Nearshore Americas

Big-Dollar Tech Projects are Vanishing in India

Indian tech providers are having a rough time scoring big time projects, being forced to settle for smaller, less profitable ones.

It is common for tech projects in Bangalore —a business hub regarded by many as India’s “Silicon Valley”— to reach hundreds of millions of dollars. A US$100 million project is considered significant in the Bangalore IT ecosystem, while US$500 million projects are classified as mega deals.

Those numbers are far from the average project size today, however. Most tech projects in India now stand somewhere near the US$25 million mark, according to an analysis by The Economimc Times.

Many reasons have been given to explain project shrinkage, but most analysts point to a mix of technological disruption from GenAI, cost efficiencies and macroeconomic pressures.

No tech firm subsists from large deals only. Most companies also need a healthy stream of smaller projects to keep the engine chugging along. However, a lack of large, expensive projects reflects badly on a company’s portfolio.

The declining trend in deal size has caused several tech firms in India and elsewhere to be more conservative in their revenue forecasts, worrying investors and impacting their stock performance.

Some tech executives have tried to make away completely with small deals, focusing mostly on larger ones. Results have been mixed, though.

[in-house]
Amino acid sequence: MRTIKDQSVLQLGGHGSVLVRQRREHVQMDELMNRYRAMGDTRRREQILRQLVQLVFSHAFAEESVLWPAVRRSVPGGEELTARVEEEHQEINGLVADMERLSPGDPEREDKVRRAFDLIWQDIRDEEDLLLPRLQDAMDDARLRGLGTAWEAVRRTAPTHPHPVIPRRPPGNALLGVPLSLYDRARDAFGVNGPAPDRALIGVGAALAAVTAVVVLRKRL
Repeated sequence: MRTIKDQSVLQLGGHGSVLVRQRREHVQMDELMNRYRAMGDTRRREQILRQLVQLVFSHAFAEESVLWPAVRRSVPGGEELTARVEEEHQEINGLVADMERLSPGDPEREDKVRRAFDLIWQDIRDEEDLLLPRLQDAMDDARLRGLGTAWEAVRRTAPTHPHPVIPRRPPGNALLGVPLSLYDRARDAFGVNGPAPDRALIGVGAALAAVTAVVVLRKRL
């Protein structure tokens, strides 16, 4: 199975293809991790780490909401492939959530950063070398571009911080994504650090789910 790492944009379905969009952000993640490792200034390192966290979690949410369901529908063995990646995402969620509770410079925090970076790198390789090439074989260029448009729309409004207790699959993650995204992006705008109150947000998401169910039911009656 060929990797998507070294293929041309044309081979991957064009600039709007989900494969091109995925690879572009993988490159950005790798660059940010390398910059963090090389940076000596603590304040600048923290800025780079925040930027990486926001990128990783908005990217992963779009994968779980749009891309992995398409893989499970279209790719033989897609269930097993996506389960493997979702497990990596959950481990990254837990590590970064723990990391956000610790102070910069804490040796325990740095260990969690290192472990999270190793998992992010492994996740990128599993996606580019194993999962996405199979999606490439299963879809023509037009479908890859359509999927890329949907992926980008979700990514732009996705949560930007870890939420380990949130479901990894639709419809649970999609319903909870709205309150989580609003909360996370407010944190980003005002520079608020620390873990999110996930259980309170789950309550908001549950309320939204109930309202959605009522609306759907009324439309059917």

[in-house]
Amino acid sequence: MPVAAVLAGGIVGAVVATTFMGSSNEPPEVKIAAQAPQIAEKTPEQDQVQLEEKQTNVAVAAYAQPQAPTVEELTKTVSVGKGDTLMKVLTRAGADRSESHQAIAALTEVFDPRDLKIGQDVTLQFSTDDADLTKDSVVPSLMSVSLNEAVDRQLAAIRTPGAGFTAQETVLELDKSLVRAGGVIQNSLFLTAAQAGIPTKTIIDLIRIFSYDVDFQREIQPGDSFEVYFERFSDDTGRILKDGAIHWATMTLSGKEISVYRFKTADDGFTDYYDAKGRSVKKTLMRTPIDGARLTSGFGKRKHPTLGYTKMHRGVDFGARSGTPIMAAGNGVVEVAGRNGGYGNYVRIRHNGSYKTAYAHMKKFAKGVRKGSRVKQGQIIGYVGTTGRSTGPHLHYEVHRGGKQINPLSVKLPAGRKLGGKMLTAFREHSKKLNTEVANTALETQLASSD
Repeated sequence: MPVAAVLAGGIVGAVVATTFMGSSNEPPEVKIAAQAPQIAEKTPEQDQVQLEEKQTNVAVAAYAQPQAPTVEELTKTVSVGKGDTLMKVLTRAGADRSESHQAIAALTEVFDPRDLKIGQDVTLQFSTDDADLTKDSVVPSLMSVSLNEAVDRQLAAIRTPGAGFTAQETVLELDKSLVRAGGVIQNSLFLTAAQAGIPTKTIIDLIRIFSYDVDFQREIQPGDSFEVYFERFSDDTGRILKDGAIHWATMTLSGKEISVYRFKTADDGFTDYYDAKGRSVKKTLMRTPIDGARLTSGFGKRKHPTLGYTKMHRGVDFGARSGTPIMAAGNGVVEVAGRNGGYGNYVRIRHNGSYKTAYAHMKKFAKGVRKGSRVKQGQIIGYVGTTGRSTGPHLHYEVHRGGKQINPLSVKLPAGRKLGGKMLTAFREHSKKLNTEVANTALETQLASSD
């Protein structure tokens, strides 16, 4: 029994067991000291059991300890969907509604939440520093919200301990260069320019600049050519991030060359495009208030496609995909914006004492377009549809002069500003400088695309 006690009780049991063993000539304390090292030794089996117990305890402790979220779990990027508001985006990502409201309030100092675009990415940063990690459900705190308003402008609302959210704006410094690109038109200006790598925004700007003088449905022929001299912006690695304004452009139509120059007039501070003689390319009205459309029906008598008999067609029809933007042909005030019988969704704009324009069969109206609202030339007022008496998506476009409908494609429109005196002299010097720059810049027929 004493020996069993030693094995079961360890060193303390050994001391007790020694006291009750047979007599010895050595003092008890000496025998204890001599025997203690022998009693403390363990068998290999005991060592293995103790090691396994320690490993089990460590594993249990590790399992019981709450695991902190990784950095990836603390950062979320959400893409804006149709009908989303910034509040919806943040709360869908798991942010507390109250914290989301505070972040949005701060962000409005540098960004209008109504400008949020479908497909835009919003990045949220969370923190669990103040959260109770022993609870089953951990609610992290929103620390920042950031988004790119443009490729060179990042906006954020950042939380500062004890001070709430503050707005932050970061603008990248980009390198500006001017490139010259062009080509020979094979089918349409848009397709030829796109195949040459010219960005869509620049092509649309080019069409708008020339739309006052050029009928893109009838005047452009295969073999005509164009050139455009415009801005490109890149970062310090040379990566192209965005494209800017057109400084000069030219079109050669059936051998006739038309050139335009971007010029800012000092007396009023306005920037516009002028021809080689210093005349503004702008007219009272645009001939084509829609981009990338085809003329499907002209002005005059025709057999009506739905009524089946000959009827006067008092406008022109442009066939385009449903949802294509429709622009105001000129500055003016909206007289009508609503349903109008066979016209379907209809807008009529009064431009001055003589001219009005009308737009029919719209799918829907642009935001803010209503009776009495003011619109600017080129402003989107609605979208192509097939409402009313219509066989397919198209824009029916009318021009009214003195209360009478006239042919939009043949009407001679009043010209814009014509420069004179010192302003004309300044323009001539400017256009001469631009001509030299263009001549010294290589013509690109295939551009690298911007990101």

Former Wipro CEO Thierry Delaporte, for example, aggressively pursued larger deals until his recent resignation. In late 2023, Delaporte announced during an investor meeting that the company intends to “exit smaller, unprofitable deals.” He recruited Accenture executive Stephanie Trautman as Chief Growth Officer. Trautman also left the company after nearly three years of struggling to secure large deals.

Following Trautman’s resignation, Wipro disbanded the large deal team, reassigning nearly seven executives to different positions. As a result, several senior executives have permanently left the company.

In 2021, in the immediate aftermath of the COVID-19 pandemic, Wipro secured 22 large deals, including one exceeding US$1 billion. According to Delaporte, most of these were significant cloud transformation contracts.

 

No more big meals

There was a time, before 2024, when large tech projects weren’t a rarity in the Indian tech ecosystem. In the second quarter of 2023, for example, Infosys secured US$7.7 billion in large contracts, with nearly 50% of these coming from new clients.

Large tech projects involve substantial financial commitments and span many years, making it easier for IT firms to allocate resources effectively. They also strengthen client partnerships, increasing the likelihood of repeat business, according to Manjunath Hegde, sales head for an IT company in Bangalore.

Hegde also emphasized that, without large deals, the tech industry would face significant challenges, potentially leading to reduced revenue forecasts and declining stock prices.

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The shift towards shorter deals has further complicated the pursuit of large contracts. Five years ago, most large deals for Indian IT companies had durations of 10 to 12 years. Project timelines have now been cut to five or even three years.

Additionally, clients are increasingly demanding that service providers share the risks and ensure their services contribute to operational cost savings.

Narayan Ammachchi

News Editor for Nearshore Americas, Narayan Ammachchi is a career journalist with a decade of experience in politics and international business. He works out of his base in the Indian Silicon City of Bangalore.

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